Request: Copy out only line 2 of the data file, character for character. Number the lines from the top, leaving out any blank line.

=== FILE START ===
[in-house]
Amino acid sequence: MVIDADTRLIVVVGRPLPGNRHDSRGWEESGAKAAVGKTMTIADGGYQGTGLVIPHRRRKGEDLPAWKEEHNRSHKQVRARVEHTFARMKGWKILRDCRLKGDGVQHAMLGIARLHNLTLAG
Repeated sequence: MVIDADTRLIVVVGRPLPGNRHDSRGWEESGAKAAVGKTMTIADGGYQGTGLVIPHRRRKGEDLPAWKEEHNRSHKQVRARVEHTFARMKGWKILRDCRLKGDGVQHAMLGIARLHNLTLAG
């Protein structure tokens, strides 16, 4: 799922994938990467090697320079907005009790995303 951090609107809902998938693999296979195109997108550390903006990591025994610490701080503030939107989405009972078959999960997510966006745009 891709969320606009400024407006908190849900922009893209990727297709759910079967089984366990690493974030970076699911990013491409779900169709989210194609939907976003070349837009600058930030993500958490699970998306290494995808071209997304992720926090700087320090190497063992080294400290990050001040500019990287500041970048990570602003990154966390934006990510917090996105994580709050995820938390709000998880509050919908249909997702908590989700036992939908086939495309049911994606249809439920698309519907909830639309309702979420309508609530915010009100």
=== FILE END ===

Amino acid sequence: MVIDADTRLIVVVGRPLPGNRHDSRGWEESGAKAAVGKTMTIADGGYQGTGLVIPHRRRKGEDLPAWKEEHNRSHKQVRARVEHTFARMKGWKILRDCRLKGDGVQHAMLGIARLHNLTLAG